For over a century, the battle of the sexes has driven much political controversy. The power that men held over western culture and society centuries ago and thus the suffrage and oppression of women, provoked several waves of liberation crusades of culture versus legislature. Women’s efforts through these feminist movements over the last century to gain not just cultural equality but clout and respectability, has made a deep impact in today’s society, so much so that some believe men’s vitality in the workplace and higher education may be in jeopardy.
Steve Salterelli, a third-year student attending the University of Chicago, feels so strongly about an overall decline in “manly fortitude,” he has formed a group called Men in Power, a men’s advocacy group and the first of its kind to ever be formed at the University. Salterelli and a group of several other students, including a woman, who is the group’s Director of Outreach, believe that “true equality means groups that advocate for men as well as women.”
Troubled by the shrinking number of men to gain bachelor’s degrees (100 for every 135 gained by women) and master’s degrees (100 for every 150 gained by women) and men’s general display of reluctancy when it comes to pursuing alumni networking support, Salterelli felt it beneficial to create an outlet where men could learn how to feel comfortable engaging opportunity as opposed to shirking it.
In an article by the Chicago Tribune entitled ‘Power’ Move by Male Students Ruffles U. of C., the writer states, “Saltarelli hopes Men in Power will help more men get ahead while raising awareness of the male experience.” “If we have good men in our society, everyone benefits,” he said."?
While the name “Men in Power” has earned some misogynistic assertions, it is important to understand that the goals, purpose, and mission of Salterelli’s new campus group do not promote any suggestion of sexism.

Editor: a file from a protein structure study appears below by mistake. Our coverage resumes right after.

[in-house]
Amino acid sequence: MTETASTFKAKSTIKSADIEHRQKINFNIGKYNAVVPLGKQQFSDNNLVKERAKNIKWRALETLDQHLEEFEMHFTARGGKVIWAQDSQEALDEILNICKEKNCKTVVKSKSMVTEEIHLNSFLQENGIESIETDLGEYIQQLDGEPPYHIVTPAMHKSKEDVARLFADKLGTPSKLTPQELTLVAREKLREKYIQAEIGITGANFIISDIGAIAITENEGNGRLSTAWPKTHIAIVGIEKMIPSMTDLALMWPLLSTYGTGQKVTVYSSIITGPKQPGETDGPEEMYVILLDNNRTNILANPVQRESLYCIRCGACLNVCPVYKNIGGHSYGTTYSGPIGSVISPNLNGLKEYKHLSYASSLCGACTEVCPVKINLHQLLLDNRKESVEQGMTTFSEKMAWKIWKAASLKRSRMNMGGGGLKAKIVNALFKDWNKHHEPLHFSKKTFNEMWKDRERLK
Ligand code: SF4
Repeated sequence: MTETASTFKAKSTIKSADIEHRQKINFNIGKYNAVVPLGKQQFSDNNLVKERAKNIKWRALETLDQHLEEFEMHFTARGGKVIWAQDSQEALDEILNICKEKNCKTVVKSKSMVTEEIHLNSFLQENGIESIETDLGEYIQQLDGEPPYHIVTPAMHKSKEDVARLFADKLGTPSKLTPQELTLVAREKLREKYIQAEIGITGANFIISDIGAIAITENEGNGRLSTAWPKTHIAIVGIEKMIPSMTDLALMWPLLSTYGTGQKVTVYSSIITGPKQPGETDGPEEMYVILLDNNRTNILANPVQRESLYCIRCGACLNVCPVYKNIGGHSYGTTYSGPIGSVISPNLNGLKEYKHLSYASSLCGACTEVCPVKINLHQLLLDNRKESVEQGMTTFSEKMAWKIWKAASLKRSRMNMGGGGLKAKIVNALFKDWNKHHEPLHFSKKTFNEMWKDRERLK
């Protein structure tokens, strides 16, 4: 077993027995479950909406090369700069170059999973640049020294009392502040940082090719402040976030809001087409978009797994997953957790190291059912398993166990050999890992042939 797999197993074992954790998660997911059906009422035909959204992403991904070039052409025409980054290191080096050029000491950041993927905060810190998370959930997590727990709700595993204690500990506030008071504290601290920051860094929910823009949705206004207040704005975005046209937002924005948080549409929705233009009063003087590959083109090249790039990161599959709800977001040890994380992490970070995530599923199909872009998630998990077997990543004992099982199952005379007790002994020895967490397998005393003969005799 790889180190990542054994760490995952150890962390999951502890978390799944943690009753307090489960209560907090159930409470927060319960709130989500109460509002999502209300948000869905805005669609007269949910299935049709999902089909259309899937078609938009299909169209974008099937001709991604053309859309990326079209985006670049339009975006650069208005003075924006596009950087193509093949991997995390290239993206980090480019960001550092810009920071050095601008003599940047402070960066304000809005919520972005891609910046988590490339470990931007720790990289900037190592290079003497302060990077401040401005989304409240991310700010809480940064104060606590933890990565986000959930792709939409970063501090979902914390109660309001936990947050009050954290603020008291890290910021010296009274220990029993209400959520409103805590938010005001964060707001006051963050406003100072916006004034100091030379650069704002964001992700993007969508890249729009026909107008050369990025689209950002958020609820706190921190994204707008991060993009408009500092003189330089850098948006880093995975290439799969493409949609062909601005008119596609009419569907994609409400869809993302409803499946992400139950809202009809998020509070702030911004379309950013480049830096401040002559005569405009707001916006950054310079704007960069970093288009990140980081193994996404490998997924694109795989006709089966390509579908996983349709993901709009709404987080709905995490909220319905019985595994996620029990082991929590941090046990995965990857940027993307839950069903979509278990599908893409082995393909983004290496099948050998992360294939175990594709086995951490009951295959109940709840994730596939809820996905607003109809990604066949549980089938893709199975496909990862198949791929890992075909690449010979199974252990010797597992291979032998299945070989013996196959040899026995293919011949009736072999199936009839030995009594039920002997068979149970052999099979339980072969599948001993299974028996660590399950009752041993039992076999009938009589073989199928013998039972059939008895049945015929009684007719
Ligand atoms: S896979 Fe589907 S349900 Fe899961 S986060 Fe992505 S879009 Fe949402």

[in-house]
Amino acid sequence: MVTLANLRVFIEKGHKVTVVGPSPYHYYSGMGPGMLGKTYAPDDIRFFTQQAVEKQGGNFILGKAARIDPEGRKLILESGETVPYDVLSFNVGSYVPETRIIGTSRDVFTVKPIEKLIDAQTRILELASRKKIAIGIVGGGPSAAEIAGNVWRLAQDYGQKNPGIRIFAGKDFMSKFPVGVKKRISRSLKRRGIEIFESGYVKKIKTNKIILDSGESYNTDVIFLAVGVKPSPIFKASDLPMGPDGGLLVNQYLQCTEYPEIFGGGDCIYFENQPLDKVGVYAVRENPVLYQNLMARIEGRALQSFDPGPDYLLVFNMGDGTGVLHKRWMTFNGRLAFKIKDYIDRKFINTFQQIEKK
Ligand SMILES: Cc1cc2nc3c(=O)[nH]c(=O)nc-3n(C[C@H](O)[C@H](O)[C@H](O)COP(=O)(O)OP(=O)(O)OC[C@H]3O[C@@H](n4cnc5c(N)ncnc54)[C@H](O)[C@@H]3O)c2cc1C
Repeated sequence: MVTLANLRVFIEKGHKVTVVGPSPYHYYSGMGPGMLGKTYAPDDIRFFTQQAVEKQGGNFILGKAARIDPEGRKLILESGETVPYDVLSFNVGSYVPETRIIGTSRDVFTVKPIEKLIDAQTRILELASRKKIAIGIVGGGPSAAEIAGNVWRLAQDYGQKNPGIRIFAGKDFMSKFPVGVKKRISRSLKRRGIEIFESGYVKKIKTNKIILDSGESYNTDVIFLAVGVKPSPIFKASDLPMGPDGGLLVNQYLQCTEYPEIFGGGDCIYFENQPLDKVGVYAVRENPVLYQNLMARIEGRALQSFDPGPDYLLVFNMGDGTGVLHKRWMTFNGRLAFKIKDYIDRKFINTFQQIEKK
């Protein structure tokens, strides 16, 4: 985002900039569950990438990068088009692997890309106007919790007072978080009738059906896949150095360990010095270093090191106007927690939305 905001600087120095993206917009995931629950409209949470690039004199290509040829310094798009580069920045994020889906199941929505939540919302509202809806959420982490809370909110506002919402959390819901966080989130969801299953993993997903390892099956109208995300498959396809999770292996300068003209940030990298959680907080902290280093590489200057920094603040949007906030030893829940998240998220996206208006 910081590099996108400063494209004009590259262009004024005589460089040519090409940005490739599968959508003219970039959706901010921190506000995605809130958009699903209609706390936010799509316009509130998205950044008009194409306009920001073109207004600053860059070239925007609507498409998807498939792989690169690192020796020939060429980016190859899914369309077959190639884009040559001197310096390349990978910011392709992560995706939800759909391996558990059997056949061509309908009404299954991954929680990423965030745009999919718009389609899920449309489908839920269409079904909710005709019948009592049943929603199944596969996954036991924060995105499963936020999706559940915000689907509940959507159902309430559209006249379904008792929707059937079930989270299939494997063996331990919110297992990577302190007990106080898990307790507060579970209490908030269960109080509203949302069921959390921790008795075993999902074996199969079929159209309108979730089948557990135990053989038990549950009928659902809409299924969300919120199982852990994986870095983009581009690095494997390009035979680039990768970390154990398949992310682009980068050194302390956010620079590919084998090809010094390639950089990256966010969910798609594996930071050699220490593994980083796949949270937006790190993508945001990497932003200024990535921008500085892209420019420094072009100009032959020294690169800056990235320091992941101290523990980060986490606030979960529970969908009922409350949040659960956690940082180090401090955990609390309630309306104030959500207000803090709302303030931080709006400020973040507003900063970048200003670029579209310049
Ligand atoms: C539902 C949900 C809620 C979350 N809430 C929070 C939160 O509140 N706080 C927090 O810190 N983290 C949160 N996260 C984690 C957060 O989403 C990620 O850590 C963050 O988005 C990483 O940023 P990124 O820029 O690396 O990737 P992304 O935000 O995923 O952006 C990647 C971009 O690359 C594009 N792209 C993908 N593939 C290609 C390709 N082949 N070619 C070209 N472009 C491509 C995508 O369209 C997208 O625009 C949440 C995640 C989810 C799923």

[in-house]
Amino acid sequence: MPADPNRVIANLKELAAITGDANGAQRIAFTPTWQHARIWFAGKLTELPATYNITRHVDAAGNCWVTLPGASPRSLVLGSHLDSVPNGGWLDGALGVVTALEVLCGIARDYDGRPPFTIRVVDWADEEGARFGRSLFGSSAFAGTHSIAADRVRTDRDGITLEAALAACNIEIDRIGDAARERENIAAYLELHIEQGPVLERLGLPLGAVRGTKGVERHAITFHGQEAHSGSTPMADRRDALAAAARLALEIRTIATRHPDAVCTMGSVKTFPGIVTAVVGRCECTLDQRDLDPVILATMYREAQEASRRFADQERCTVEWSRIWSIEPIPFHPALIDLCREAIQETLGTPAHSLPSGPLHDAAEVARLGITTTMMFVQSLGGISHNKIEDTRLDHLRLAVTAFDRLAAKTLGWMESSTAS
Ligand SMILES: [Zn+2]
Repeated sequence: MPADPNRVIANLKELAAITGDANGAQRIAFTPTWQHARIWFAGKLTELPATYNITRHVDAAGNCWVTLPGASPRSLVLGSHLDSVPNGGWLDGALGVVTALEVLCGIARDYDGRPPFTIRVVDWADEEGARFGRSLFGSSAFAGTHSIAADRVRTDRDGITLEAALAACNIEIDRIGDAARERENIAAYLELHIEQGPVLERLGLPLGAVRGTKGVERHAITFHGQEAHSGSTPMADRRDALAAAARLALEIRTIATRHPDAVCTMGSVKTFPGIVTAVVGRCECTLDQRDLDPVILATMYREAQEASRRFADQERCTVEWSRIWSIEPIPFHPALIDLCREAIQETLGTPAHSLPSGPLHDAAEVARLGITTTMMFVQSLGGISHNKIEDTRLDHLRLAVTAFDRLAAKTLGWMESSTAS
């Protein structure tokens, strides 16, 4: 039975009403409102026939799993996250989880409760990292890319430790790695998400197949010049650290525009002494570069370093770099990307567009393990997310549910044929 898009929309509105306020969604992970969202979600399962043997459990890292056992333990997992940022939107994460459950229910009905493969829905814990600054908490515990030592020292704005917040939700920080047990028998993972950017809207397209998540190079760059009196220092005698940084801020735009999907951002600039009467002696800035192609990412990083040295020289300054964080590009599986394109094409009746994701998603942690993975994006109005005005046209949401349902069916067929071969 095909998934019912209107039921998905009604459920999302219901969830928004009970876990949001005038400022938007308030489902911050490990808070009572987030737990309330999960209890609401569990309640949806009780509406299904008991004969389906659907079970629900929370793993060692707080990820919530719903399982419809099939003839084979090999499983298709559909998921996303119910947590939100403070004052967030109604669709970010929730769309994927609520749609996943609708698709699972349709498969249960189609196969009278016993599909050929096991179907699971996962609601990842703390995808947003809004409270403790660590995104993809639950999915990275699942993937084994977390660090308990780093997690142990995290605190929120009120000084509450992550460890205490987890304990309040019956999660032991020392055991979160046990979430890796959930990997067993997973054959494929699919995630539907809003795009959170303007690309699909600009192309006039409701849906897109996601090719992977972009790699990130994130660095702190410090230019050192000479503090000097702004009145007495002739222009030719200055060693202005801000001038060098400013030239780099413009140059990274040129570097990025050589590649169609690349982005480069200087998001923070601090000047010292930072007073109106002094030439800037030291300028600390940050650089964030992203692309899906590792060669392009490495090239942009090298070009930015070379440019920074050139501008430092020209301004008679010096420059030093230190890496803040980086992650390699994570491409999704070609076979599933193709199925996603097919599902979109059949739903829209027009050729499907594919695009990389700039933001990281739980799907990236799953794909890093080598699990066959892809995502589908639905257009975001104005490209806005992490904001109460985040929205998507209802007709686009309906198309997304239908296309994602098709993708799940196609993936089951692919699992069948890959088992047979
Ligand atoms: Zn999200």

“Basically, Men in Power at the University of Chicago will serve as the flagship organization for a national group of the same name, working to spread awareness and promote understanding of issues and challenges facing men today,” Salterelli wrote in the Chicago Maroon. “I assure you, however, that the group would not be against or in any way attempt to inhibit the advancement of women. We would simply advocate for men in the same manner that female groups advocate for women,” he continued to write.
Salterelli discussed in interviews with Fox News and the NPR, the concerns for men in their roles and responsibilities of today come as statistics show men falling behind on education, having a higher depression/suicide rate and being more prone to substance abuse than women. Men have suffered a higher percentage of unemployment in the current recession and account for more of the homeless population. In other words, today’s society is breeding a population of dysfunctional, emasculate men.
Based upon these facts, Salterelli feels providing college-age men and even school-age boys (Little Men in Power) resources and pre-professional platforms is a start in aiding and building men to be better, more effective leaders in the future.
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